The weeks of preparation to host a ball were extensive. Some of the details ranged from sending out the invitations, selecting the dances to be played, determining food and beverages, and shining the ballroom floor to a mirrored reflection. If the hostess was successful, all her hard work could make her the talk of the social elite.
There were details, details, and more details for the hostess to manage to ensure that her ball was a "crush."
A successful ball required that the ballroom had "good ventilation, good arrangement, a good floor, good music, a good supper, and good company." According to The Habits of Good Society, a hostess should "secure a refreshment room, if not a supper room, on the same floor as the ballroom." This allowed for convenient access to refreshments by guests, particularly women who wore elaborate gowns. Refreshment consisted of tea, lemonade, iced sherbet, and cakes.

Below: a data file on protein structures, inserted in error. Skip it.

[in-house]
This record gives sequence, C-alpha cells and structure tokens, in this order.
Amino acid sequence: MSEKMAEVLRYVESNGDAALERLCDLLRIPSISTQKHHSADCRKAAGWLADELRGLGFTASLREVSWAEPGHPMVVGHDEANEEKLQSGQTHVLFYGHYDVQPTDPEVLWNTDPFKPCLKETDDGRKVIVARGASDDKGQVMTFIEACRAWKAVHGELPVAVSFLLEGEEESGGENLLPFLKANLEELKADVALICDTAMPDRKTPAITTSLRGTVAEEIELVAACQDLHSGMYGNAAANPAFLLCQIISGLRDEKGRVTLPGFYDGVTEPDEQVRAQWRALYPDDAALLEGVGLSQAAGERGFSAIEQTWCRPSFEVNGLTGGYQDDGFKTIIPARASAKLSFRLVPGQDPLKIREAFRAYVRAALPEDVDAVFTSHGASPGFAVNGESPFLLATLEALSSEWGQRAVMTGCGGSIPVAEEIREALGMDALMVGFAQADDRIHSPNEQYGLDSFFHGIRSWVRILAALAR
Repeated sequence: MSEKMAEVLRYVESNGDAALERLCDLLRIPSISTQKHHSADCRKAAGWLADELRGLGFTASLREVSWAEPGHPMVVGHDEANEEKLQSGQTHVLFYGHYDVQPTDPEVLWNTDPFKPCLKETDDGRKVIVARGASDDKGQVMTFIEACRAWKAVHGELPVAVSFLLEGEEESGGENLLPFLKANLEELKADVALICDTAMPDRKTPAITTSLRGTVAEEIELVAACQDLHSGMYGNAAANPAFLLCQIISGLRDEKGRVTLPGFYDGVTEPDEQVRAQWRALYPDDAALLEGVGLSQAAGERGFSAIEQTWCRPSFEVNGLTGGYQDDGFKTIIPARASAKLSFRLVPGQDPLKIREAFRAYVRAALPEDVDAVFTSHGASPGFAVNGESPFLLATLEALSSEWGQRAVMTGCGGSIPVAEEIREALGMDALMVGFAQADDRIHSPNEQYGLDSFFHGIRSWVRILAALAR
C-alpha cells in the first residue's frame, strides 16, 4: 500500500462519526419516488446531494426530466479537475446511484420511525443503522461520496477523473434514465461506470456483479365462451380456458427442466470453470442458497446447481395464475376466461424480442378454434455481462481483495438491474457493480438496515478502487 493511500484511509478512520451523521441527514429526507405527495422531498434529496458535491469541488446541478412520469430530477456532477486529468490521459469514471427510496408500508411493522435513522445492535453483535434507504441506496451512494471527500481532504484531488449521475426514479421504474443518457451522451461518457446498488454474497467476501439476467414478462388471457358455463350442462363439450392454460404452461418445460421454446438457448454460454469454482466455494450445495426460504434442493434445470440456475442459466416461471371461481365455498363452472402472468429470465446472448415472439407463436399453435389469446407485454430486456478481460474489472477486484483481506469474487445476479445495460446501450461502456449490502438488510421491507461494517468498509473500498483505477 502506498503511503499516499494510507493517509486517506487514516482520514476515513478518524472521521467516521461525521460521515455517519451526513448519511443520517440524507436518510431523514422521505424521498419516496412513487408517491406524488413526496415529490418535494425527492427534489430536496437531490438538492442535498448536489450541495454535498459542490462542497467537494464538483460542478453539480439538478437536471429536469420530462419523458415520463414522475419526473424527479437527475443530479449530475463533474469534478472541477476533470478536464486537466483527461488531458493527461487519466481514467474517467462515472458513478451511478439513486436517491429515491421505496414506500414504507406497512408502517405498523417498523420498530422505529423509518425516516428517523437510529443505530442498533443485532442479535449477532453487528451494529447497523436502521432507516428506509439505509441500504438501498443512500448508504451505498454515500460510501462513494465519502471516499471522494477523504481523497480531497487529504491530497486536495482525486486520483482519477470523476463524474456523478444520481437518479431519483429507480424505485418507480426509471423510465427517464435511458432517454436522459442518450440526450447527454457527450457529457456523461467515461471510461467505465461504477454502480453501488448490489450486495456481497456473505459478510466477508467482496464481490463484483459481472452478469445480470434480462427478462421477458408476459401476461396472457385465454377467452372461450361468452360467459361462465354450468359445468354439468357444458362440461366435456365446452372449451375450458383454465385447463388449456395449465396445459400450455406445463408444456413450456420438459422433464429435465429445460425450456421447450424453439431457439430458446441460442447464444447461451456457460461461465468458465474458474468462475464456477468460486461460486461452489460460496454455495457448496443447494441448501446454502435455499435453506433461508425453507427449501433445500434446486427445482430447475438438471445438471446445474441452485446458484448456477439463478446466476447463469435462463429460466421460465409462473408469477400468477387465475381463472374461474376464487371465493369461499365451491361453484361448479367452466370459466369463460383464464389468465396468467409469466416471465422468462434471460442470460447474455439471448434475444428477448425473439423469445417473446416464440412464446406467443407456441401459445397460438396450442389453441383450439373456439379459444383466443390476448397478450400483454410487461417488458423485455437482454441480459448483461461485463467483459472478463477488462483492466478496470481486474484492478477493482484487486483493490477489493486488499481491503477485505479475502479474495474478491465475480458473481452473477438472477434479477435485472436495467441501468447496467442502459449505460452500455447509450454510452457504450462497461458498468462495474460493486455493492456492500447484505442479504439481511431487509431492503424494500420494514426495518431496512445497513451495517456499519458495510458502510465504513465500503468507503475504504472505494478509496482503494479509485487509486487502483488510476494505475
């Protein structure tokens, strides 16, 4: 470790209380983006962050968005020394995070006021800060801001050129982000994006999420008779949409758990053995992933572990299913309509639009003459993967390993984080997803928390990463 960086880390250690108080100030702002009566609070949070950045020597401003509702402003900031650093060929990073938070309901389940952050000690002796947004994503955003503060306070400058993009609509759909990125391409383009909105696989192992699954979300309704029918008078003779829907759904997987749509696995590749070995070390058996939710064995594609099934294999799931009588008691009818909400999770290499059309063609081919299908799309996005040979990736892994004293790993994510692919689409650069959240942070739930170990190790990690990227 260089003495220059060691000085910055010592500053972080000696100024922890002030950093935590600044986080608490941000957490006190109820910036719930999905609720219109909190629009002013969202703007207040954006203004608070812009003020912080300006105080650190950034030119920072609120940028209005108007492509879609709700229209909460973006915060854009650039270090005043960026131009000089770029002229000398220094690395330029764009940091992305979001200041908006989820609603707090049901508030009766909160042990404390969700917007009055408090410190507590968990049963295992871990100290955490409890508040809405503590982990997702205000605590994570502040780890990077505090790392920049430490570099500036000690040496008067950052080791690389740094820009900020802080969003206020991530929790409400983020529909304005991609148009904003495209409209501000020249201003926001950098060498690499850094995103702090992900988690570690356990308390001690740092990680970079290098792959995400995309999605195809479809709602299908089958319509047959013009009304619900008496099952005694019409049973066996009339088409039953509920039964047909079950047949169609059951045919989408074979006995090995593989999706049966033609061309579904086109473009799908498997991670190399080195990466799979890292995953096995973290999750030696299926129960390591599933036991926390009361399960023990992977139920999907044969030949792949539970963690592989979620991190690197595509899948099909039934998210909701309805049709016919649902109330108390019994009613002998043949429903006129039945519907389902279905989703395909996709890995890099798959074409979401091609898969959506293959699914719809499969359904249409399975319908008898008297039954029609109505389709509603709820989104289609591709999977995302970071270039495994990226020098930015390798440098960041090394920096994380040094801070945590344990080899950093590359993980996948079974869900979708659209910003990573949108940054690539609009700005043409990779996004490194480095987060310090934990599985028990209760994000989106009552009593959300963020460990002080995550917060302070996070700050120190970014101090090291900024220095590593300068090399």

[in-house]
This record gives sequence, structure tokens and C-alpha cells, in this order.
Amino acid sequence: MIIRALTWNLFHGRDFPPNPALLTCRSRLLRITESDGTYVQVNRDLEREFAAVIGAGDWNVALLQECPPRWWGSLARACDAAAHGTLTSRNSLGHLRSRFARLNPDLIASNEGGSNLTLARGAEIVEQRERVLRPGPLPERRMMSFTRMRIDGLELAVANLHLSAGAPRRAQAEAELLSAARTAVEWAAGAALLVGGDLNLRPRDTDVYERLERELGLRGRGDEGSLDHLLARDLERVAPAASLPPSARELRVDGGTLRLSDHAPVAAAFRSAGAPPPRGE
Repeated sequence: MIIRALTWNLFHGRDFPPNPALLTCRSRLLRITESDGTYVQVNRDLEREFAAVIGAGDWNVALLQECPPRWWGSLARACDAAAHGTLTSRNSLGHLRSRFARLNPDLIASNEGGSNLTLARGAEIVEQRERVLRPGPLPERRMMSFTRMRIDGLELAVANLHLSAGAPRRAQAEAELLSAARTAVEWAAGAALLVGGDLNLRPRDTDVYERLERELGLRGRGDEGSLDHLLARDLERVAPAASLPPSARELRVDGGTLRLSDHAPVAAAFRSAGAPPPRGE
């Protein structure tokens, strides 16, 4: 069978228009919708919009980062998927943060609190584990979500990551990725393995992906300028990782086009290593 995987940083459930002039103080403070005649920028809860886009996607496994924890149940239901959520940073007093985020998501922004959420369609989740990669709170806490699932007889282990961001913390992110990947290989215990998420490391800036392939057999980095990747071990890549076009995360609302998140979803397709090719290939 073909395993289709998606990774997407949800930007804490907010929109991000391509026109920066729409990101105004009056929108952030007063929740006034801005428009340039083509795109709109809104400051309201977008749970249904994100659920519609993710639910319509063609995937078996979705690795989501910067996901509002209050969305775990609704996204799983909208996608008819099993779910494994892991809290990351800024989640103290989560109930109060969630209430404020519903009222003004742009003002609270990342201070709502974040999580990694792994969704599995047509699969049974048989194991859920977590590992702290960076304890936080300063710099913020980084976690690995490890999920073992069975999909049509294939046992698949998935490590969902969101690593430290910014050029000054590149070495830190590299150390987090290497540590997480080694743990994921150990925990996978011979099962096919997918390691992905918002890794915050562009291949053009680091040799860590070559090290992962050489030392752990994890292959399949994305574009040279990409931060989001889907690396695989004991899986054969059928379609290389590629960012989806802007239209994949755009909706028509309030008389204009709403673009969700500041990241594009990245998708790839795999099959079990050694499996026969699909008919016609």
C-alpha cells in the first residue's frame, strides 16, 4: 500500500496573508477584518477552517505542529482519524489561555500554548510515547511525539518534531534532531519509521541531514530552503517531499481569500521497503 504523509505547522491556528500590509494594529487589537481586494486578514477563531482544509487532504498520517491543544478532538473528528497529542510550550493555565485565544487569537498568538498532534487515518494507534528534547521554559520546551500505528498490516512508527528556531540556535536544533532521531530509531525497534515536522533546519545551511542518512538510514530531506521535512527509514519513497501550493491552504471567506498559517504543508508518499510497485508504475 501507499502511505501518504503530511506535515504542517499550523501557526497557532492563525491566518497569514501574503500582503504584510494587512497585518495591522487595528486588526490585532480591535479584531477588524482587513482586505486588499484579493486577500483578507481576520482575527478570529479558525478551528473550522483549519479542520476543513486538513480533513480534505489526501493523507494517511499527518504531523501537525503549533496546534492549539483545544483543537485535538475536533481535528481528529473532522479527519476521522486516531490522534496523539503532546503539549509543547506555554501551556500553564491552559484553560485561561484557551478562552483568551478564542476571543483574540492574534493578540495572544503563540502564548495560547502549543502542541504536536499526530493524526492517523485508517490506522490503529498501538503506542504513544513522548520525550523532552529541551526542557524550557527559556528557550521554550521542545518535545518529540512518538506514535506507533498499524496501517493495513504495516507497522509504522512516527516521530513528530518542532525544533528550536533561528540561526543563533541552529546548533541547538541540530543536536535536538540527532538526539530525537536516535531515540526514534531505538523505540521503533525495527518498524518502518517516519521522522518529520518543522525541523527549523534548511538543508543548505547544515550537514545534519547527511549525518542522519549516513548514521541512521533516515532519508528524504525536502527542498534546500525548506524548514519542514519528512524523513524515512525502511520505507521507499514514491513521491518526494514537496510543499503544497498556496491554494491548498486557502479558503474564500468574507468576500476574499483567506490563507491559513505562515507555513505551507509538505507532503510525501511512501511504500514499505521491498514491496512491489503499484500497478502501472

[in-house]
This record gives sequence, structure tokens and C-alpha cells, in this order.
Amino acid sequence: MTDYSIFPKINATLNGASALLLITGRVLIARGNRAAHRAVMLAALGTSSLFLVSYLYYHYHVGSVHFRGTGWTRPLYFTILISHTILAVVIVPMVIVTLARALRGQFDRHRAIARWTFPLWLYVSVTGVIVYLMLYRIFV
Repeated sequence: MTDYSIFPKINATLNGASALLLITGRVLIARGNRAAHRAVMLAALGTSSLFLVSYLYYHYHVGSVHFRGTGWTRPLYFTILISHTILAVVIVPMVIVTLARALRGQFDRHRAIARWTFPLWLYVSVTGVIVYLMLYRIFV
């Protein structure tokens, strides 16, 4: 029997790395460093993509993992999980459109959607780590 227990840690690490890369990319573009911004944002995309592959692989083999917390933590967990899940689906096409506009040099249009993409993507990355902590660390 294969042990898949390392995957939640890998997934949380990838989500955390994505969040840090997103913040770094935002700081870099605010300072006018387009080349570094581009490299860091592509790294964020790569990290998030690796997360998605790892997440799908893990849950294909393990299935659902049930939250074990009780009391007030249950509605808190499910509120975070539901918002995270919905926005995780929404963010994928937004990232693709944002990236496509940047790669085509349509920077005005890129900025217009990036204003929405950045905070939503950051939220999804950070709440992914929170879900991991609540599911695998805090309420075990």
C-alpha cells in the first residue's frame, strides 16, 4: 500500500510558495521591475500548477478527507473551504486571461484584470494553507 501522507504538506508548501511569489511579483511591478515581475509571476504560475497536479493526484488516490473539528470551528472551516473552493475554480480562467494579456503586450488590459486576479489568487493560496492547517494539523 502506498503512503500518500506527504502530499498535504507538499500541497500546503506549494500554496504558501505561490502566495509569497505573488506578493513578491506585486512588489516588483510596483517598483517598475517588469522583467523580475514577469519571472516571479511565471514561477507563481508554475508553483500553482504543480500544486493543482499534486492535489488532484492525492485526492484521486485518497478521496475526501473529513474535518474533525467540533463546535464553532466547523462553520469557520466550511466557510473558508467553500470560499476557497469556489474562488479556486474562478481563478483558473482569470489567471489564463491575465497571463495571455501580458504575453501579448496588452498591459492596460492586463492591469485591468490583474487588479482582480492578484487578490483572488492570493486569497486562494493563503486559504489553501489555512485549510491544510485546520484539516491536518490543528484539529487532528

Dancing was an important entertainment at a ball. Four musicians, including a pianist and violinist, were standard for a private ball. If the hostess had a large ballroom, she could employ a larger band.
Guests attending a large ball would receive a "double card containing on one side a list of the dances; on the other, blank spaces to be filled up by the names of partners." A pencil was connected to the card and presented when the guest deposited her wrap at the cloak room.
The dance to open the ball was always the quadrille*, followed by a waltz. A ball could have as many as twenty-four dances throughout the evening. A "break" intercepted the dancing, usually after the fourteenth dance. This gave everyone the opportunity to stop and eat supper, which in London was about midnight. However, guests did not have a "sit down" supper. Ladies sat comfortably in chairs scattered throughout and her gentleman stood behind her chair.